Summary:

Nuclear waste cleanup startup Kurion says it has shipped several hundred tons of its equipment that will be used to clean contaminated water at the Fukushima nuclear power plants in Japan that suffered damage in the wake of the earthquake and tsunami.

Dispersing Dust Protectant, Common Pool Area. Cleaning up Fukushima.

Dispersing Dust Protectant, Common Pool Area

Nuclear waste cleanup startup Kurion says it has shipped several hundred tons of its equipment that will be used to clean contaminated water at the Fukushima nuclear power plants in Japan that suffered damage in the wake of the earthquake and tsunami. Kurion says some of its engineers have already arrived at the Fukushima sites, and more will arrive over the next two weeks, and by June Kurion expects its radioactive water cleaning technology to be installed at the nuclear plants. We reported in April that Kurion was working on the Japanese nuclear disaster.

Kurion’s technology, and business plan, is to make the process of vitrification — turning nuclear waste into glass — modular, which makes it cheaper, faster and more efficient. Vitrification is the standard way to clean up nuclear waste, and Kurion essentially brings the technology to the waste tanks, instead of taking the waste to a massive centralized treatment plant.

Before Kurion turns the waste into glass, it uses a material to soak up the waste, which it calls “ion specific media,” and then shrinks the material down to a small enough size so that it can be turned into glass. Vitrification essentially permanently encapsulates the nuclear waste, and while it’s still radioactive, the waste can be stored and transported more easily.

Kurion says at the Fukushima plants, its technology will be used on radioactive contaminated water that is in the turbine buildings, as well as on new cooling water that is being added every day. Some of the more standard nuclear cleanup materials couldn’t be used because they don’t work with saltwater, and sea water was pumped into the Fukushima plants in order to cool the reactor in response to the disaster.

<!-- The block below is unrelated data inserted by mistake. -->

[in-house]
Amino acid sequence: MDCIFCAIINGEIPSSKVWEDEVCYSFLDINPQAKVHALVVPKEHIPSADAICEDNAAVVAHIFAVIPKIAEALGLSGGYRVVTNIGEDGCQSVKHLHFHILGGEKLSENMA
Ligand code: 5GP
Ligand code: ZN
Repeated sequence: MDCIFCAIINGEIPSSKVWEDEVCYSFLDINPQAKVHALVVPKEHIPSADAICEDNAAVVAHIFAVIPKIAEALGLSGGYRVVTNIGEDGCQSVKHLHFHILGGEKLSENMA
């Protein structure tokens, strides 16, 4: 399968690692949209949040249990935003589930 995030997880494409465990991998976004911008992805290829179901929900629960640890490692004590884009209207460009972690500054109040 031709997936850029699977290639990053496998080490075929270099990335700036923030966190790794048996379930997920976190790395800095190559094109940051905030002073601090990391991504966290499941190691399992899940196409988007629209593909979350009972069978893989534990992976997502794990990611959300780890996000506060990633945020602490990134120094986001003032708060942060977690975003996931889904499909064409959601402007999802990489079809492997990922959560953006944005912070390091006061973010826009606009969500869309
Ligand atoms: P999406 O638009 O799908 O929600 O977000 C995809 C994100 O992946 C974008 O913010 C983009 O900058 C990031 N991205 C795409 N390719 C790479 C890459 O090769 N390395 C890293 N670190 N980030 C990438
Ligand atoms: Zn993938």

Kurion’s cleanup material has previously been used to clean up contaminated liquids at the Three Mile Island incident. But Kurion CEO John Raymont said in a statement that while the Three Mile Island clean up preparation process took 18 months, it only took five weeks to deliver the technology for the Fukushima project, due to developments in innovation and modularization. As an additional defense against radioactive waste at the Fukushima plants, Areva is also developing a second radioactive removal system that will be used, and both Toshiba and Hitachi-GE Nuclear Energy are involved in the project, too.

Kurion is a three-year-old company based in Irvine, Calif. backed by Lux Capital and Firelake Capital. Kurion says it is the only American company working on this cleanup project. Kurion has completed other milestones over the past several months, including small scale testing of its technology, and has also moved into “a long series of tests on simulated waste streams.” In addition Kurion says it has a contract with engineering firm CH2MHill to test out its tech to manage uranium metal bearing sludges at a site in the U.S.

Nuclear waste management is a problem that hasn’t seen a whole lot of innovation over the past few decades — according to some estimates $1 out of every $4 from the Department of Energy’s budget goes toward nuclear waste management, so there is a sizable opportunity to help the DOE cut that expense. Now with the Japanese nuclear disaster, there is an immediate market.

Image courtesy of TEPCO (not Kurion’s tech).

Comments have been disabled for this post